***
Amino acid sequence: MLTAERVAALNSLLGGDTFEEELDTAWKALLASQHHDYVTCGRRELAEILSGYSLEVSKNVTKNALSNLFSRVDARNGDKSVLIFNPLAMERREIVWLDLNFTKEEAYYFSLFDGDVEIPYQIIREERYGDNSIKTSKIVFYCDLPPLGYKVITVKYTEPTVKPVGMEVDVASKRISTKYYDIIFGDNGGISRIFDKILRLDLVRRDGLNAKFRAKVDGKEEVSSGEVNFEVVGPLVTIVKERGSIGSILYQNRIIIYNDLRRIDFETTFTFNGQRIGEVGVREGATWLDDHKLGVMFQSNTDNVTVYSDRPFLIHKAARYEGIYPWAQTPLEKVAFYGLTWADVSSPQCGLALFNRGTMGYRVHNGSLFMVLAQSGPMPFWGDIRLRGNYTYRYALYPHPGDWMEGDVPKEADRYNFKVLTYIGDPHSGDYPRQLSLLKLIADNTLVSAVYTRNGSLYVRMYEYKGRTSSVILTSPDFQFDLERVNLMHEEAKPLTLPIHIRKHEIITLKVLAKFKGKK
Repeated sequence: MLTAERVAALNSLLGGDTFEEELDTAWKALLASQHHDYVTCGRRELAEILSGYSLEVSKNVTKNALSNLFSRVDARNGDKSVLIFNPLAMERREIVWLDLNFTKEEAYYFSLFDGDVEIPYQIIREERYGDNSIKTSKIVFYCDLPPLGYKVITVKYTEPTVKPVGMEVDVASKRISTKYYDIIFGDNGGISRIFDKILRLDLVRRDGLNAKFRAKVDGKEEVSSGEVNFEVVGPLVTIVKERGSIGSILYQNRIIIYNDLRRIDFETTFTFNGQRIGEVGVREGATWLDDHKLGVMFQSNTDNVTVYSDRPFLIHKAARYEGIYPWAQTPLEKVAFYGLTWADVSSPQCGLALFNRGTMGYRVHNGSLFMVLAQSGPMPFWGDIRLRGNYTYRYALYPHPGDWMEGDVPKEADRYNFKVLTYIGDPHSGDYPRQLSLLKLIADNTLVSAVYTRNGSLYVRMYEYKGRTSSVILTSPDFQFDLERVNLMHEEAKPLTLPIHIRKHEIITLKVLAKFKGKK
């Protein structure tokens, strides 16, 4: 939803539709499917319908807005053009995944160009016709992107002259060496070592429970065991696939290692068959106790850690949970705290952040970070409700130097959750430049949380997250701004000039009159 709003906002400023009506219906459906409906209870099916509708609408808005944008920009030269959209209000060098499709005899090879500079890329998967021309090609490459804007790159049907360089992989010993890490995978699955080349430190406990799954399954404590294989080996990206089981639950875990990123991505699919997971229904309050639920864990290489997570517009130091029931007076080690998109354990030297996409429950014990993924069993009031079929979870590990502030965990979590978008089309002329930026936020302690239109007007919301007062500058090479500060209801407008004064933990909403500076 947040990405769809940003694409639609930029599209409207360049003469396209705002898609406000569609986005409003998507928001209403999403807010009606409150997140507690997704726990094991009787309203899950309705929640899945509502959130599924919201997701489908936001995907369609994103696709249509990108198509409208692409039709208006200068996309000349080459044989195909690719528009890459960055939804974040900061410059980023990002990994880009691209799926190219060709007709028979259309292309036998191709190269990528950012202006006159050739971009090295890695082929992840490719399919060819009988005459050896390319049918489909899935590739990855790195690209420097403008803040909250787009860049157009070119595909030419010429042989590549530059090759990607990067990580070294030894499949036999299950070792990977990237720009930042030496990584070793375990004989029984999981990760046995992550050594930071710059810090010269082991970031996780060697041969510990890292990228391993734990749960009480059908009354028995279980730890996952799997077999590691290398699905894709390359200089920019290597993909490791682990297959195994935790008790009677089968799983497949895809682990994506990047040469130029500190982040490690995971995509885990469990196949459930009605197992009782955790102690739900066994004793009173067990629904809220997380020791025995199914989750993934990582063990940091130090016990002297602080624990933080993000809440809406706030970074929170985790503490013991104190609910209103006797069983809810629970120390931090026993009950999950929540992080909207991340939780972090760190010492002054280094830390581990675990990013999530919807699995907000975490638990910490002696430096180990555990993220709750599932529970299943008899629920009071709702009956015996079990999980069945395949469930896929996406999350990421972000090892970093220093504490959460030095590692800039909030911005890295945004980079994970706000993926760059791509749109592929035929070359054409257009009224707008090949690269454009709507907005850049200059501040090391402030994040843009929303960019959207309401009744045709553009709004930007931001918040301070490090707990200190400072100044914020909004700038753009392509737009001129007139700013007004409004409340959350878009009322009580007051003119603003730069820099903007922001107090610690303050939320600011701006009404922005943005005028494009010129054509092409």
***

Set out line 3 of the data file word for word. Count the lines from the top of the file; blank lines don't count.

């Protein structure tokens, strides 16, 4: 939803539709499917319908807005053009995944160009016709992107002259060496070592429970065991696939290692068959106790850690949970705290952040970070409700130097959750430049949380997250701004000039009159 709003906002400023009506219906459906409906209870099916509708609408808005944008920009030269959209209000060098499709005899090879500079890329998967021309090609490459804007790159049907360089992989010993890490995978699955080349430190406990799954399954404590294989080996990206089981639950875990990123991505699919997971229904309050639920864990290489997570517009130091029931007076080690998109354990030297996409429950014990993924069993009031079929979870590990502030965990979590978008089309002329930026936020302690239109007007919301007062500058090479500060209801407008004064933990909403500076 947040990405769809940003694409639609930029599209409207360049003469396209705002898609406000569609986005409003998507928001209403999403807010009606409150997140507690997704726990094991009787309203899950309705929640899945509502959130599924919201997701489908936001995907369609994103696709249509990108198509409208692409039709208006200068996309000349080459044989195909690719528009890459960055939804974040900061410059980023990002990994880009691209799926190219060709007709028979259309292309036998191709190269990528950012202006006159050739971009090295890695082929992840490719399919060819009988005459050896390319049918489909899935590739990855790195690209420097403008803040909250787009860049157009070119595909030419010429042989590549530059090759990607990067990580070294030894499949036999299950070792990977990237720009930042030496990584070793375990004989029984999981990760046995992550050594930071710059810090010269082991970031996780060697041969510990890292990228391993734990749960009480059908009354028995279980730890996952799997077999590691290398699905894709390359200089920019290597993909490791682990297959195994935790008790009677089968799983497949895809682990994506990047040469130029500190982040490690995971995509885990469990196949459930009605197992009782955790102690739900066994004793009173067990629904809220997380020791025995199914989750993934990582063990940091130090016990002297602080624990933080993000809440809406706030970074929170985790503490013991104190609910209103006797069983809810629970120390931090026993009950999950929540992080909207991340939780972090760190010492002054280094830390581990675990990013999530919807699995907000975490638990910490002696430096180990555990993220709750599932529970299943008899629920009071709702009956015996079990999980069945395949469930896929996406999350990421972000090892970093220093504490959460030095590692800039909030911005890295945004980079994970706000993926760059791509749109592929035929070359054409257009009224707008090949690269454009709507907005850049200059501040090391402030994040843009929303960019959207309401009744045709553009709004930007931001918040301070490090707990200190400072100044914020909004700038753009392509737009001129007139700013007004409004409340959350878009009322009580007051003119603003730069820099903007922001107090610690303050939320600011701006009404922005943005005028494009010129054509092409």